Like the Q4, the QPro trigger is again well made. It fits to the hotshoe and is tilted upward at an angle, making it easy to see when mounted on the camera. It has an array of buttons: five for changing the channel/group, and four function buttons, plus menu, mode, and test buttons. There is also an adjustment dial. It linked to the Q4 flash with no issue.

There’s a possibility to set the trigger and flash to five groups (M/A/B/C/E) and 32 channels, and they are easily connected together.

A Real-World Test of the Q4 Flash and QPro Trigger in the Field

Because this is a flash designed for outdoor use, I wanted to test it outdoors. However, it was a bright but extremely windy day when I first put it through its paces. So, William and I walked to the local woods for a bit of shelter to try it out.

First, I attached it to one of my larger studio light stands. The handle stand adaptor connected firmly to both the stand and the flash, and I was not at all worried about it falling off as I walked. It balanced well on that stand for carrying.

I also had with me a large 120 cm Neewer Parabolic Quick Release Soft Box. I was pleased to note that I could walk with the entire setup, including my camera, a third of a mile from my house to the trees without discomfort.

The Parabolic Soft Box requires a little bit of strength to assemble, and I found it much easier to fit the flash to the box than the box to the flash. Of course, it required the removal of the reflector dish first, which was easily achieved; modifiers are released by pressing a button on the front of the flash unit. The softbox fitted firmly to the flash with no signs of slackness.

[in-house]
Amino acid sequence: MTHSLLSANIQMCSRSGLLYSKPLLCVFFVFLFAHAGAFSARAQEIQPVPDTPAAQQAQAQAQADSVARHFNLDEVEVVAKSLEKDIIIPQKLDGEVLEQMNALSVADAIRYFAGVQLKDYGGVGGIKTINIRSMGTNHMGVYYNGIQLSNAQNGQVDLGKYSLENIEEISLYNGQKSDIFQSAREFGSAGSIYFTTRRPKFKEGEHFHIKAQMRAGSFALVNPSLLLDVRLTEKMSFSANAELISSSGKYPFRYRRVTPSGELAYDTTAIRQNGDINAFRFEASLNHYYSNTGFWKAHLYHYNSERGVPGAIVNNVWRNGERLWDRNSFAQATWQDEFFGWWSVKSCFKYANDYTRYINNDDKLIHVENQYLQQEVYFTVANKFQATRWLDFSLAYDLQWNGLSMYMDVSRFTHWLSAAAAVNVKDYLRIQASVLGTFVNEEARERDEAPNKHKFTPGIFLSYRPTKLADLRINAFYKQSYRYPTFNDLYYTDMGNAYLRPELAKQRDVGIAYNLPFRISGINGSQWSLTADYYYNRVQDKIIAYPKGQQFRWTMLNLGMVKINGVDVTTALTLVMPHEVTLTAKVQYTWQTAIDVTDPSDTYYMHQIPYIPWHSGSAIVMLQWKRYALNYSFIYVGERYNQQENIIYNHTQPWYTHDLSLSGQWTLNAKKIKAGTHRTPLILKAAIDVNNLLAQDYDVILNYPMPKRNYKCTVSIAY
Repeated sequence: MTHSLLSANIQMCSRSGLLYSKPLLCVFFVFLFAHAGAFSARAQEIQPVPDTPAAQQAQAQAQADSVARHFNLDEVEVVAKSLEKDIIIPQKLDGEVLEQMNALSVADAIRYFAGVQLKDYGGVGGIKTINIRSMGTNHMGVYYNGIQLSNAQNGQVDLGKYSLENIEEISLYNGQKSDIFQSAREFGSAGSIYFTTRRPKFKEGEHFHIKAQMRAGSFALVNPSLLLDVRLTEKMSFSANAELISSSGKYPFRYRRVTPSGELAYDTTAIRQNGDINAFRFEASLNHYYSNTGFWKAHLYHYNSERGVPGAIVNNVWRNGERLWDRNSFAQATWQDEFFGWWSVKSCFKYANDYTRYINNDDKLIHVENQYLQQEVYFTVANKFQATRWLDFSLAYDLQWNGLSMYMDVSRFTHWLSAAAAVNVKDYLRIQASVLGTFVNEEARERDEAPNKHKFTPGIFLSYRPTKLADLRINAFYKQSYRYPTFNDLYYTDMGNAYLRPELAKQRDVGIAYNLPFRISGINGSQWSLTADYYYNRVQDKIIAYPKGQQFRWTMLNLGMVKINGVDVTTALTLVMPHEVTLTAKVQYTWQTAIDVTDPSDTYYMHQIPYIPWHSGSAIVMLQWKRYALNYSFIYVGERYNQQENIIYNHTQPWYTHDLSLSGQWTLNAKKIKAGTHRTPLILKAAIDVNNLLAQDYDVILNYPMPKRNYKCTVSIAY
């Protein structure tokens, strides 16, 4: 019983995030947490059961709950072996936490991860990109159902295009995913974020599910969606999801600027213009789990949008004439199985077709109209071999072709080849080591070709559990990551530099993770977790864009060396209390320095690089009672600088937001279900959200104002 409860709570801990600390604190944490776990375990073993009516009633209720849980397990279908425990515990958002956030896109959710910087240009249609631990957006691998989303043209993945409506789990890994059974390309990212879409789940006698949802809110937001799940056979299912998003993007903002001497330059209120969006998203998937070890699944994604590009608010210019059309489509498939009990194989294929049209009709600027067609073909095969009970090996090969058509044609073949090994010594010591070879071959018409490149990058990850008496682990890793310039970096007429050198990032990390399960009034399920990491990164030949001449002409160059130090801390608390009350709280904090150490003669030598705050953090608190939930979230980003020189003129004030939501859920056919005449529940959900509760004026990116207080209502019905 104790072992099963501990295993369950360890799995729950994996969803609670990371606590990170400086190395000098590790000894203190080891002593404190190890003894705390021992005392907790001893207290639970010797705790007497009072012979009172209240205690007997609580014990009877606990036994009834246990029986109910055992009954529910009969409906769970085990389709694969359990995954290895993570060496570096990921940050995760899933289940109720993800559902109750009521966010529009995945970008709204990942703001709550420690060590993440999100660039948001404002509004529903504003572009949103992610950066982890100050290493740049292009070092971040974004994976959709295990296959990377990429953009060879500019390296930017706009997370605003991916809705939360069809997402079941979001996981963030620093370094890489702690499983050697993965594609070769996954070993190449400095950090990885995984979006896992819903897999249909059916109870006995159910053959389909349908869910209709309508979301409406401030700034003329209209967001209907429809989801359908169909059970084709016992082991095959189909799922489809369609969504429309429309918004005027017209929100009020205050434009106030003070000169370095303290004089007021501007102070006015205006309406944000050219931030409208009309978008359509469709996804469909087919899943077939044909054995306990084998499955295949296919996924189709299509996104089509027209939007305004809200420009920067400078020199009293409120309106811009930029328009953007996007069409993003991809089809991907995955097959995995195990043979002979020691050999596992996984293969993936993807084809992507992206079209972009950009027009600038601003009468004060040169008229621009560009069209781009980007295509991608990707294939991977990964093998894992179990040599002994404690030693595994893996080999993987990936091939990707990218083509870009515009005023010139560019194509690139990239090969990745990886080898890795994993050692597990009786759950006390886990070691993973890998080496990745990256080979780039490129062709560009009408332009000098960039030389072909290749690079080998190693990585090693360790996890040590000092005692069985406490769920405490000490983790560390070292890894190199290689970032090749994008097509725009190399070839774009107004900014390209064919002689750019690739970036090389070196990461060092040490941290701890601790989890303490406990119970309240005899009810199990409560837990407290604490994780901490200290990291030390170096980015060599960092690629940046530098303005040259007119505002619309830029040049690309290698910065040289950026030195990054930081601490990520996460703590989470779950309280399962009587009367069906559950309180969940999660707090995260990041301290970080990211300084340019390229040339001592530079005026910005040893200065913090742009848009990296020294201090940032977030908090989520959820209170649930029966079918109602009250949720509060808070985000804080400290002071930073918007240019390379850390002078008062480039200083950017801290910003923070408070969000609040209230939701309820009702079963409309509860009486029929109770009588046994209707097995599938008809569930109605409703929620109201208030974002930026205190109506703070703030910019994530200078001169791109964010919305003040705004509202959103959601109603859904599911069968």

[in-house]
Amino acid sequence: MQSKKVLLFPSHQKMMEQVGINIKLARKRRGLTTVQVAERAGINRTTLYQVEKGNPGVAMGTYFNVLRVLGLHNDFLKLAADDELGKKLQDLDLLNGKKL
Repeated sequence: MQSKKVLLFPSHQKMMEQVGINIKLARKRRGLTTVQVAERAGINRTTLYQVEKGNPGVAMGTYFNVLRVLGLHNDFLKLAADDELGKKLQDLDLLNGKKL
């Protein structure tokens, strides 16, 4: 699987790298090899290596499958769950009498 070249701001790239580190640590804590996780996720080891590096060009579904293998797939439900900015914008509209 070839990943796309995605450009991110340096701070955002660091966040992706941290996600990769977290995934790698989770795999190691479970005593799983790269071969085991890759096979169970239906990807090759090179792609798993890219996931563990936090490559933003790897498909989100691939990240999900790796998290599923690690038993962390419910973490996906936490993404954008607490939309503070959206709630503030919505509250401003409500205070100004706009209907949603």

We tried various configurations of the flash with the softbox’s Velcro-attached two diffusers and honeycomb, which fastened and removed relatively easily. I have other softboxes that are far more difficult to reconfigure.

Switching the flash unit on requires pressing the power button, then unlocking the unit using the dial. This dual action prevents accidentally turning the flash on and subsequent wastage of the battery; if you don’t unlock the unit, it turns itself off after a few seconds.

Once switched on, it is possible to control the flash’s power from the trigger. The flash works with through the lens (TTL) metering, although I prefer using flashes manually, and with the sync cable that was what I was doing. Meanwhile, William used TTL.

In use, the flash is impressive. It has a respectable guide number of 72 with the reflector dish fitted, although slightly less as a bare bulb, and the flash is 400 W. This meant it was powerful enough to illuminate William and me when we were modeling for each other, even when reducing the shutter and aperture down to darken the background under the trees. That was despite it being a bright summer’s day. The results using the various modifiers were pleasing too, although using both the internal and external diffusers in the softbox did reduce the amount of light significantly. That was expected, but something to consider when using this.

The modeling light is bright, and even in daylight, I could see the difference between it being switched on and off.